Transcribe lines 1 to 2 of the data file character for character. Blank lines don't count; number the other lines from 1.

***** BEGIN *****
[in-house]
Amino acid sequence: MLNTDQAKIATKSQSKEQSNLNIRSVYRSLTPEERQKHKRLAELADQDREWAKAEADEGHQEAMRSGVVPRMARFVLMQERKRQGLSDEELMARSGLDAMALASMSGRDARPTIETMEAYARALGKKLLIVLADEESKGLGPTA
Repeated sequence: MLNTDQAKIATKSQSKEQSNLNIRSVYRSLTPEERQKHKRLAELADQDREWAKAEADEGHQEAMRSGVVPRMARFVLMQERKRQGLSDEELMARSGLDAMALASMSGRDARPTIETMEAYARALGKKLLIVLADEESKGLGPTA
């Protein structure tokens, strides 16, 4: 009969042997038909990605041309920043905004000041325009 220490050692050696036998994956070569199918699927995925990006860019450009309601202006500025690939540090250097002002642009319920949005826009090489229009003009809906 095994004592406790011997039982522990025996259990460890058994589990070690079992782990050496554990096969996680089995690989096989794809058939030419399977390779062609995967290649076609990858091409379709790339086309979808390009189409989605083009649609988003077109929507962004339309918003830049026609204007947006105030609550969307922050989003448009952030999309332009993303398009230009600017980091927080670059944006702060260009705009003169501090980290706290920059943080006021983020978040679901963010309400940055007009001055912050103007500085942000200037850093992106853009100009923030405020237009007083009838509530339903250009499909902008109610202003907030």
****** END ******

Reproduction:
[in-house]
Amino acid sequence: MLNTDQAKIATKSQSKEQSNLNIRSVYRSLTPEERQKHKRLAELADQDREWAKAEADEGHQEAMRSGVVPRMARFVLMQERKRQGLSDEELMARSGLDAMALASMSGRDARPTIETMEAYARALGKKLLIVLADEESKGLGPTA